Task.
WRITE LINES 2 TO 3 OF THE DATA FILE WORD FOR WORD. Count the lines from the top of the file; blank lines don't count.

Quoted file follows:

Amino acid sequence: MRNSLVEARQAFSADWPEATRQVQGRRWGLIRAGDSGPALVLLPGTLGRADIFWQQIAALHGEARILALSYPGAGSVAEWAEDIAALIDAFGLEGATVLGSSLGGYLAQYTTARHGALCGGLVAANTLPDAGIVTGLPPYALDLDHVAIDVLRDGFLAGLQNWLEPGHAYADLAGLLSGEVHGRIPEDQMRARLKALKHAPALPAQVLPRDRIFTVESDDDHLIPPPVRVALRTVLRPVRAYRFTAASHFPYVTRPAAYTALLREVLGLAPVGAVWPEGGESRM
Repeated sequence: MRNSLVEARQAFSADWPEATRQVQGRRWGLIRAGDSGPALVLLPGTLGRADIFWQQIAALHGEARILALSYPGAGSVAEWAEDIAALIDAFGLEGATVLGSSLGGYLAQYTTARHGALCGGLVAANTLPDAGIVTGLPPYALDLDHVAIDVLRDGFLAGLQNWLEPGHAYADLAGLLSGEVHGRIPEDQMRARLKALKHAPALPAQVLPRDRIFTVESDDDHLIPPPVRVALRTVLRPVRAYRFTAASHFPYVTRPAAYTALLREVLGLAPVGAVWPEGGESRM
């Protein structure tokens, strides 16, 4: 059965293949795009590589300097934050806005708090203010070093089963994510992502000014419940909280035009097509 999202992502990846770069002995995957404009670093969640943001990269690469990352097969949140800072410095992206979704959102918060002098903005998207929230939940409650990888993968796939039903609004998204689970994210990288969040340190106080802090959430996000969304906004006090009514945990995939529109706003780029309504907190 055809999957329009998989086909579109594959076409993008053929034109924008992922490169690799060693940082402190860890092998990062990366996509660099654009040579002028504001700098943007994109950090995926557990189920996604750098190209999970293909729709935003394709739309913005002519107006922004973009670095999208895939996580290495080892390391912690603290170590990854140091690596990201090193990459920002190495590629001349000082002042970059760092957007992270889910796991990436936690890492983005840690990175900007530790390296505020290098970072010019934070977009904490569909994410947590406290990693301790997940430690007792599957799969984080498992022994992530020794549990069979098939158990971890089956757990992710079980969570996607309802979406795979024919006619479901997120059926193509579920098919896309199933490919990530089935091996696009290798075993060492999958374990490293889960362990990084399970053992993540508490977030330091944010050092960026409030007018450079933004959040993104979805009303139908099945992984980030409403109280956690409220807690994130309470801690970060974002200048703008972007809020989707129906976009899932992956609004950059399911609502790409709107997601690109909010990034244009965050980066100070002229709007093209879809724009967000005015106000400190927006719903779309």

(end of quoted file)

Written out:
Repeated sequence: MRNSLVEARQAFSADWPEATRQVQGRRWGLIRAGDSGPALVLLPGTLGRADIFWQQIAALHGEARILALSYPGAGSVAEWAEDIAALIDAFGLEGATVLGSSLGGYLAQYTTARHGALCGGLVAANTLPDAGIVTGLPPYALDLDHVAIDVLRDGFLAGLQNWLEPGHAYADLAGLLSGEVHGRIPEDQMRARLKALKHAPALPAQVLPRDRIFTVESDDDHLIPPPVRVALRTVLRPVRAYRFTAASHFPYVTRPAAYTALLREVLGLAPVGAVWPEGGESRM
């Protein structure tokens, strides 16, 4: 059965293949795009590589300097934050806005708090203010070093089963994510992502000014419940909280035009097509 999202992502990846770069002995995957404009670093969640943001990269690469990352097969949140800072410095992206979704959102918060002098903005998207929230939940409650990888993968796939039903609004998204689970994210990288969040340190106080802090959430996000969304906004006090009514945990995939529109706003780029309504907190 055809999957329009998989086909579109594959076409993008053929034109924008992922490169690799060693940082402190860890092998990062990366996509660099654009040579002028504001700098943007994109950090995926557990189920996604750098190209999970293909729709935003394709739309913005002519107006922004973009670095999208895939996580290495080892390391912690603290170590990854140091690596990201090193990459920002190495590629001349000082002042970059760092957007992270889910796991990436936690890492983005840690990175900007530790390296505020290098970072010019934070977009904490569909994410947590406290990693301790997940430690007792599957799969984080498992022994992530020794549990069979098939158990971890089956757990992710079980969570996607309802979406795979024919006619479901997120059926193509579920098919896309199933490919990530089935091996696009290798075993060492999958374990490293889960362990990084399970053992993540508490977030330091944010050092960026409030007018450079933004959040993104979805009303139908099945992984980030409403109280956690409220807690994130309470801690970060974002200048703008972007809020989707129906976009899932992956609004950059399911609502790409709107997601690109909010990034244009965050980066100070002229709007093209879809724009967000005015106000400190927006719903779309």